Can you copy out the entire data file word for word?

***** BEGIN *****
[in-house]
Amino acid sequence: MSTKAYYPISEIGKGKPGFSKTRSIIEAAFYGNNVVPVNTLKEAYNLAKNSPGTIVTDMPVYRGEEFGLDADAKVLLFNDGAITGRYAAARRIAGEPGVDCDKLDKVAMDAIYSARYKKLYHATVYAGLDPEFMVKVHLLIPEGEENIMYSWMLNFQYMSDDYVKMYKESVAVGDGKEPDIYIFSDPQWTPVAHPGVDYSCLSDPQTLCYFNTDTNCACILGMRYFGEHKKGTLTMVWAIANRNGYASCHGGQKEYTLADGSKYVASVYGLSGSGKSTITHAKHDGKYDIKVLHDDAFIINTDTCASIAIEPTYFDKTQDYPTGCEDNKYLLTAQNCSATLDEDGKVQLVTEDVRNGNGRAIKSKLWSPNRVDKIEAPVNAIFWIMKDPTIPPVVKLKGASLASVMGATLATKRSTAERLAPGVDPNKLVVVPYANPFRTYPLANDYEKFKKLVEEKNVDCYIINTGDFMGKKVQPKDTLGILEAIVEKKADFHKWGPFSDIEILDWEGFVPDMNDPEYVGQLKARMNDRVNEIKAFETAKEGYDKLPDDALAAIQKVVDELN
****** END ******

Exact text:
[in-house]
Amino acid sequence: MSTKAYYPISEIGKGKPGFSKTRSIIEAAFYGNNVVPVNTLKEAYNLAKNSPGTIVTDMPVYRGEEFGLDADAKVLLFNDGAITGRYAAARRIAGEPGVDCDKLDKVAMDAIYSARYKKLYHATVYAGLDPEFMVKVHLLIPEGEENIMYSWMLNFQYMSDDYVKMYKESVAVGDGKEPDIYIFSDPQWTPVAHPGVDYSCLSDPQTLCYFNTDTNCACILGMRYFGEHKKGTLTMVWAIANRNGYASCHGGQKEYTLADGSKYVASVYGLSGSGKSTITHAKHDGKYDIKVLHDDAFIINTDTCASIAIEPTYFDKTQDYPTGCEDNKYLLTAQNCSATLDEDGKVQLVTEDVRNGNGRAIKSKLWSPNRVDKIEAPVNAIFWIMKDPTIPPVVKLKGASLASVMGATLATKRSTAERLAPGVDPNKLVVVPYANPFRTYPLANDYEKFKKLVEEKNVDCYIINTGDFMGKKVQPKDTLGILEAIVEKKADFHKWGPFSDIEILDWEGFVPDMNDPEYVGQLKARMNDRVNEIKAFETAKEGYDKLPDDALAAIQKVVDELN